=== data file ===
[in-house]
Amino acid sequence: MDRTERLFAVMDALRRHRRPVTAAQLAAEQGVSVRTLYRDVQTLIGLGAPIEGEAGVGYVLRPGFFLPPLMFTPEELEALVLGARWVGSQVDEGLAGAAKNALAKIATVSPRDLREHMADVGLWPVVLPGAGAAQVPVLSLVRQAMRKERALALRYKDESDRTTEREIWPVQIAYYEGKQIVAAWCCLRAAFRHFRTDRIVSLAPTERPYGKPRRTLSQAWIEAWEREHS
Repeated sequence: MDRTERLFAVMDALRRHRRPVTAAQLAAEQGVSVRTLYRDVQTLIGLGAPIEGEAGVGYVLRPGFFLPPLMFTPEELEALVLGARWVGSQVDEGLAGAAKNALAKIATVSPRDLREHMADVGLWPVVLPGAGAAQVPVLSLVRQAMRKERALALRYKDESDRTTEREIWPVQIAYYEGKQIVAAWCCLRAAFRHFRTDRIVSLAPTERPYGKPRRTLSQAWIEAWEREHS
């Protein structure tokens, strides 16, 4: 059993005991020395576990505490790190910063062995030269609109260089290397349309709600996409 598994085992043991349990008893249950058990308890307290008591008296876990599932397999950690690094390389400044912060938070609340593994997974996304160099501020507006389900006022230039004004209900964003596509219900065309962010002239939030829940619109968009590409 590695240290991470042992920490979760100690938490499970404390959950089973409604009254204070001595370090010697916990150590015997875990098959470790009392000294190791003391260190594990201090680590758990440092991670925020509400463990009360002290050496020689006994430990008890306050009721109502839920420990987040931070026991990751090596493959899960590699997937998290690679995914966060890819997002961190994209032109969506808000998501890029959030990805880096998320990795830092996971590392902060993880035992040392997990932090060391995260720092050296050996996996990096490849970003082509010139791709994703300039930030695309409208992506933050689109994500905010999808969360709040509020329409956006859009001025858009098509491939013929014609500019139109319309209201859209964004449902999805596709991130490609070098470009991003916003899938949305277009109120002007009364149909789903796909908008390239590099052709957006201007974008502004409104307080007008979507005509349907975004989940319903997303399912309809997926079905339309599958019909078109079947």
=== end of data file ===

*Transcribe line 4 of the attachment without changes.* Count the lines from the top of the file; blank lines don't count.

């Protein structure tokens, strides 16, 4: 059993005991020395576990505490790190910063062995030269609109260089290397349309709600996409 598994085992043991349990008893249950058990308890307290008591008296876990599932397999950690690094390389400044912060938070609340593994997974996304160099501020507006389900006022230039004004209900964003596509219900065309962010002239939030829940619109968009590409 590695240290991470042992920490979760100690938490499970404390959950089973409604009254204070001595370090010697916990150590015997875990098959470790009392000294190791003391260190594990201090680590758990440092991670925020509400463990009360002290050496020689006994430990008890306050009721109502839920420990987040931070026991990751090596493959899960590699997937998290690679995914966060890819997002961190994209032109969506808000998501890029959030990805880096998320990795830092996971590392902060993880035992040392997990932090060391995260720092050296050996996996990096490849970003082509010139791709994703300039930030695309409208992506933050689109994500905010999808969360709040509020329409956006859009001025858009098509491939013929014609500019139109319309209201859209964004449902999805596709991130490609070098470009991003916003899938949305277009109120002007009364149909789903796909908008390239590099052709957006201007974008502004409104307080007008979507005509349907975004989940319903997303399912309809997926079905339309599958019909078109079947």